followers occasionally overtake market leaders. Leaders
occasionally fall back into the pack. Companies that are
not the largest in their industry, and that may not
enjoy the lowest costs, nevertheless earn higher returns
than might be expected. The case
examples of Tesco vs. Sainsbury, Nielsen vs. AGB and Playstation vs. Nintendo all demonstrate battles between market leaders and followers.
Managers have to make
choices about which levers to pull to improve
performance. But too many do so in a vacuum.
Performance-improvement strategies are successful when
they reflect a company's position in the
market and rely on specific
insights as to which actions can improve it in the eyes of the company's customers.
One of the most powerful ways to chart your own and your competitors' positions in a
market is to map where you fall on a simple
chart. The chart shows return on
assets or another measure of economic
performance against relative market
share—your market share divided by the share of your largest competitor if you are not the leader, or by the share of the number-two company if you are number one. Plot these two indicators against each other and you find that companies line up in a handful of typical positions, each with its own opportunities and vulnerabilities.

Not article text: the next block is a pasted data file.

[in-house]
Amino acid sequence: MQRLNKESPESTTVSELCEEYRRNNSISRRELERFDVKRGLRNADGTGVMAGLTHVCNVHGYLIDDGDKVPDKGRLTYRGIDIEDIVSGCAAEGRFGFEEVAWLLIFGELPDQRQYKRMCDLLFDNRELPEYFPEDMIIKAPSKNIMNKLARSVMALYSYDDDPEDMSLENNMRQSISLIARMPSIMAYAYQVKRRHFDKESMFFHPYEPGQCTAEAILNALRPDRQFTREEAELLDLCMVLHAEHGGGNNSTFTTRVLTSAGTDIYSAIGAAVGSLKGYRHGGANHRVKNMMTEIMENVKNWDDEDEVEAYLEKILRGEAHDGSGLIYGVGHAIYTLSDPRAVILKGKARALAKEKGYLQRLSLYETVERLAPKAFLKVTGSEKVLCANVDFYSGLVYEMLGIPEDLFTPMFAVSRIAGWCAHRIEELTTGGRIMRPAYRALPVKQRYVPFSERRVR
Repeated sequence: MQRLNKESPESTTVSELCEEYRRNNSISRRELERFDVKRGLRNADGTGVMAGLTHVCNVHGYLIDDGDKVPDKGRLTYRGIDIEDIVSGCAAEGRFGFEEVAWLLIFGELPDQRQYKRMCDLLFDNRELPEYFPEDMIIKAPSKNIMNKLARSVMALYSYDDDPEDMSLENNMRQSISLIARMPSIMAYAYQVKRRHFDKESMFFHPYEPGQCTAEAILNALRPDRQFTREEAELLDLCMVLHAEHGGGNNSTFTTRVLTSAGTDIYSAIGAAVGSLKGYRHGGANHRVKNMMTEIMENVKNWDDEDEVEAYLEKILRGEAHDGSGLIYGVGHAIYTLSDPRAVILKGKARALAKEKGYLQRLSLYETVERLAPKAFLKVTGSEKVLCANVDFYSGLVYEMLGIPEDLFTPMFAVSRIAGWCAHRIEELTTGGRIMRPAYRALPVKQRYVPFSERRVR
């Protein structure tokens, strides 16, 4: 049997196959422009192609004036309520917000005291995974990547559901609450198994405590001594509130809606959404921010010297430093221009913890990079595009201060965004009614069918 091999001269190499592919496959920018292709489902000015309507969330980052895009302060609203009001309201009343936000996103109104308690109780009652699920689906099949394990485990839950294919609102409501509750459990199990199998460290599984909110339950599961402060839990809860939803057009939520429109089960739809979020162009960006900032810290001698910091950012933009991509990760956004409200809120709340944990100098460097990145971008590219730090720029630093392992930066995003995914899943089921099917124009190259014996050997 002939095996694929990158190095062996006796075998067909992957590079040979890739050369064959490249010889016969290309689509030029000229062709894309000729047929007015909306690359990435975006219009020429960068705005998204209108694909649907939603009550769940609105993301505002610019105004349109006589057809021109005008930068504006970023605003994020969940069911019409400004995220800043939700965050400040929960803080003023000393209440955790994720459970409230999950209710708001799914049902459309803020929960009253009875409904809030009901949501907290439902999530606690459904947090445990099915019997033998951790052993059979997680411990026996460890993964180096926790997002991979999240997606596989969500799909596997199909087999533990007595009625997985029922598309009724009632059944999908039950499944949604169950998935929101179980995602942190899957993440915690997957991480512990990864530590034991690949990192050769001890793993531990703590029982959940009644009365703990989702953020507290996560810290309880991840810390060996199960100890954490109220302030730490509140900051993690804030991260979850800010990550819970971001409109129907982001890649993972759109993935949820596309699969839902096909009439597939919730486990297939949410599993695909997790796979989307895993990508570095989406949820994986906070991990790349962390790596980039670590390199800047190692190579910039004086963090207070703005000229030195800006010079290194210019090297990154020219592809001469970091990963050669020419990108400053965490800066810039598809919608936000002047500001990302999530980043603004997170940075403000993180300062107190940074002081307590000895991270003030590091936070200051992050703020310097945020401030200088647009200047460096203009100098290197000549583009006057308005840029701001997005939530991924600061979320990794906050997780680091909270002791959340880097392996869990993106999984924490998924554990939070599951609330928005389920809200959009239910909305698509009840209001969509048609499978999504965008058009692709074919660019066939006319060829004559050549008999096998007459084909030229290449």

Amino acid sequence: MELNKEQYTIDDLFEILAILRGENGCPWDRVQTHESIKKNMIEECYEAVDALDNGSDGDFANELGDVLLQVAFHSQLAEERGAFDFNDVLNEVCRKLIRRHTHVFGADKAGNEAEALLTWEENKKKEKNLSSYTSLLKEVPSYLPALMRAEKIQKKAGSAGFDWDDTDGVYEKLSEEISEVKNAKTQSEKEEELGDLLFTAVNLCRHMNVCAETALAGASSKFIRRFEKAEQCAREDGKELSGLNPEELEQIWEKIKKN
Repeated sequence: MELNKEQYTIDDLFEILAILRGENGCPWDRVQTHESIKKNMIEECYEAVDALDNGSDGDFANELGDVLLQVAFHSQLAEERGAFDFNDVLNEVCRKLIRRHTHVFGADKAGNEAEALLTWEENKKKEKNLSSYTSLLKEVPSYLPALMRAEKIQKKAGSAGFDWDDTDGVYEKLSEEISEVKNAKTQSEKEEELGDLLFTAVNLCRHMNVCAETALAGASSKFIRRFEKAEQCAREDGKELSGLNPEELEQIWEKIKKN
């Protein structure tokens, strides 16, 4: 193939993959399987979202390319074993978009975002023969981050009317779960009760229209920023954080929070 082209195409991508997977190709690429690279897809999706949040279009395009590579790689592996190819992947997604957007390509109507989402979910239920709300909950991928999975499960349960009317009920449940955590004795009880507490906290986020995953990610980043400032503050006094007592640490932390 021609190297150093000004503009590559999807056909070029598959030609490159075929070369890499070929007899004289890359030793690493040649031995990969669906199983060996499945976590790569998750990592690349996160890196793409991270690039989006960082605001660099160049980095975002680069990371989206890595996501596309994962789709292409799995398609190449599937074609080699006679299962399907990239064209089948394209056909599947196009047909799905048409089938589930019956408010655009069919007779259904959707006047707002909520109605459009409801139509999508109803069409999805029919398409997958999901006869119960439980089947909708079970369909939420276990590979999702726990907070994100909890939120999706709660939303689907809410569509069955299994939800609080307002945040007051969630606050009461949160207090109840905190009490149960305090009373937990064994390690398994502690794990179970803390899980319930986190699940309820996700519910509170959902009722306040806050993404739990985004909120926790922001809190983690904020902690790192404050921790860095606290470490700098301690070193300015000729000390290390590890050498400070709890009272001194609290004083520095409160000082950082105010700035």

Among other things, this chart shows how market leaders usually earn disproportionate returns, and what you have to do if you are not a market leader. Jack Welch began his term as CEO of General Electric by slashing costs—that's when he was known as "Neutron Jack"—and thus driving every business down to where it should be on the experience curve. Then he developed his famous strategy that GE should be number one or number two in every business in which it competed. These two approaches together accounted for much of GE's extraordinary success under Welch.
As a manager, your first task is to diagnose where you and your competitors are. The second task is to know why you and your competitors occupy the positions you do. The final task is to decide on the options available to you given this position.
Great managers know where they fall on the chart and what it implies for their performance-improvement options.
Implications for the general manager:
- Use the ROA/RMS chart (more information on doing so is included in the book) to assess your competitive position.
- Your competitive position determines your options for realistic performance improvement. It also determines the likely resource requirements and performance expectations for your business. Your competitors' positions determine theirs. Know the opportunities and vulnerabilities you and your competitors face, and make decisions accordingly.
- Consider all the potential improvement options for advancing your position in key customer segments including innovation actions, high-road tactics, niche strategies, and tactics to increase customer loyalty.
- If you're in corporate management, use this analysis to assess your portfolio and determine any changes you might consider based on a business unit's value to you as compared with its value to others.
- Don't take your competitive
position for granted. Leadership is probably your most
important asset, and your competitors (both
traditional and nontraditional) are likely to employ
some or all of the performance-improvement strategies
listed in this book to unseat you.
Read about the third law, "Profit pools don't stand still"